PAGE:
Actually, too, if we're talking about the guy I think we are (N.E.?), I think he's a long way from women's fiction; his stuff is just pure melodrama. Women's fiction is almost always smart, and his stuff is just slick and his women characters stereotypical and damn close to insulting to most of us. If it's not him, I'll slink away in apology to you and him both. :-)

    In truth, I read an author's voice more than the content and unless the voice changes too much, I'd probably read toilet paper packages if certain writers wrote the copy for them.

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  4. I think it's a tight-rope that a lot of authors walk - not just the 'anonymous' ones you mentioned here. And, I'm going to give we reader-writers a lot of credit here, but I think we 'see' things that could be changed about these books because we are writers. We're thinking about how our own characters can grown and learn and live...we see them in their happy-ever-afters and that makes us want to see read-about characters in their own happy-ever-afters. I don't think non-writers do this. They get into a book, it's escape for them, they like the characters and what happens...and they want it to stay that way.

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  5. Liz--(N.S. maybe???) And then yes.

    Kristi--You may be right. The more active of writer and the more I've learned, the more discerning reader I've become.

    Atlhough, my sister who isn't a writer has also quit the numbers game, though.

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  6. Yes, N.S.--I get him and someone else mixed up, and it's a real insult to the other guy!

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  7. Here, here! I applaud your honest assessment. Now if the publishers would realize how frustrated readers are becoming, perhaps we could make some progress. It irks me beyond belief when I pick up a new release from a best selling author only to find a lack of quality writing, poor editing and a mediocre story line. Perhaps that's why so many writers are flooding small presses and self publishing. I long for the day when a well known author is rejected because their manuscript stinks. Of course that will never happen because money ranks over quality in the business world.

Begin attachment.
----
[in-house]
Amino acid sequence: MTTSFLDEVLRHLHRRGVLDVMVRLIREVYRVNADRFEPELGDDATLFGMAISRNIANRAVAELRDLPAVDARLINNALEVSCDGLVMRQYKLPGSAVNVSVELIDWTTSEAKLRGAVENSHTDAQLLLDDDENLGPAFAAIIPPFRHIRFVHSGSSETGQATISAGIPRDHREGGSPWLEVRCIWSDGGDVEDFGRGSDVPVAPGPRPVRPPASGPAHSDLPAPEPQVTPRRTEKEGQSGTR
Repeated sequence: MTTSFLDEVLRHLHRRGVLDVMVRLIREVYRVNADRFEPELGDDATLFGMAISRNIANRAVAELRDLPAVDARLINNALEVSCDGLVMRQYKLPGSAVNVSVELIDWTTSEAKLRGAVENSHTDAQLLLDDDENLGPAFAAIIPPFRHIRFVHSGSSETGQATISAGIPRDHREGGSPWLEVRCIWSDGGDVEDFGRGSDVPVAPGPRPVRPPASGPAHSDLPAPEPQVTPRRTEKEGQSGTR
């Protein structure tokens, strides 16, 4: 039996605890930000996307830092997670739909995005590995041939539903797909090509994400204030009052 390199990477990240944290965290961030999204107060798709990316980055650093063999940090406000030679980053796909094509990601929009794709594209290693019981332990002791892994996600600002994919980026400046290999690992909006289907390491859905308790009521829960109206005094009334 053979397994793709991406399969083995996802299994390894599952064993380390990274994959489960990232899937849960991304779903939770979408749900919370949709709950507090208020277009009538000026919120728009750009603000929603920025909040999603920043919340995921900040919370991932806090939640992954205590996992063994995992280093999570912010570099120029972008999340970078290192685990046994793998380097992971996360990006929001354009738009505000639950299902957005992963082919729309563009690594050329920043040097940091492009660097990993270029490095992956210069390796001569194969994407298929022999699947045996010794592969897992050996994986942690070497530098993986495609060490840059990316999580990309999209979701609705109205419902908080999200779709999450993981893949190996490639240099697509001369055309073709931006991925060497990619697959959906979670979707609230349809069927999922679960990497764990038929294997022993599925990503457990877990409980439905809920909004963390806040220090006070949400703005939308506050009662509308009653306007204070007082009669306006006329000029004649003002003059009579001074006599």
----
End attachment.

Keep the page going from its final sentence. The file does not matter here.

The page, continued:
And I have no problem mentioning the redundant formula plots of Nicholas Sparks. Of course, he's not a romance writer, is he? So they aren't really formulas. :)

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  8. I had a big issue with "The Bridges of Madison County." I keep hearing about hoe romantic it was. But would we have thught it was romantic if the roles were reversed? A woman goes away to a fair with her children. The husband has a wild affair with a pretty photographer that comes to town. They have sex. In the home he shares with their faimly. In the bed he shares with his wife. I guess I could've handled it better if her husband was a jerk, but he wasn't.

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  9. Please excuse the spelling. I got carried away..

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  10. Deb. Here, here to you. I totally concur. I'd rather read a new author who writes well than a best-seller who's just putting words on paper.

    Oh Shawn, totally. The same thing with the Horse Whisperer. Why does she have an affair with him? Her husband is practically a saint and everyone's saying what a great love story it is. I just don't get it.

    And for Bridges, I kept hearing what a great love story it was and while I'm reading it, I just don't get it.

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  11. DO NOT get me started on the Horse Whisperer. It started a whole geneartion of STUPID HORSE STUFF.

    Ugh and double ugh.

    Horses ARE NOT DOGS. They DO NOT think like dogs or cats.

    Ugh.